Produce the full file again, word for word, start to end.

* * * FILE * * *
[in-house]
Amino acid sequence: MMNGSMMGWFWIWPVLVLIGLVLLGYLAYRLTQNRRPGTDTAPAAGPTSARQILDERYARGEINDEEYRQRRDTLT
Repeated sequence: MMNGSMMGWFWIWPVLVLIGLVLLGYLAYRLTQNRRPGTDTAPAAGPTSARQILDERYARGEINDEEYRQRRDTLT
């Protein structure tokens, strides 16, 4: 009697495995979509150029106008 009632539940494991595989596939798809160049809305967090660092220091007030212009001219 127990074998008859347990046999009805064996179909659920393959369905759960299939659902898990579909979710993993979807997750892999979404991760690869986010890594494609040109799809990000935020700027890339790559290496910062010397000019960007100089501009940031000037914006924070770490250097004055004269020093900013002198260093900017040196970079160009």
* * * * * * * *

[in-house]
Amino acid sequence: MMNGSMMGWFWIWPVLVLIGLVLLGYLAYRLTQNRRPGTDTAPAAGPTSARQILDERYARGEINDEEYRQRRDTLT
Repeated sequence: MMNGSMMGWFWIWPVLVLIGLVLLGYLAYRLTQNRRPGTDTAPAAGPTSARQILDERYARGEINDEEYRQRRDTLT
């Protein structure tokens, strides 16, 4: 009697495995979509150029106008 009632539940494991595989596939798809160049809305967090660092220091007030212009001219 127990074998008859347990046999009805064996179909659920393959369905759960299939659902898990579909979710993993979807997750892999979404991760690869986010890594494609040109799809990000935020700027890339790559290496910062010397000019960007100089501009940031000037914006924070770490250097004055004269020093900013002198260093900017040196970079160009």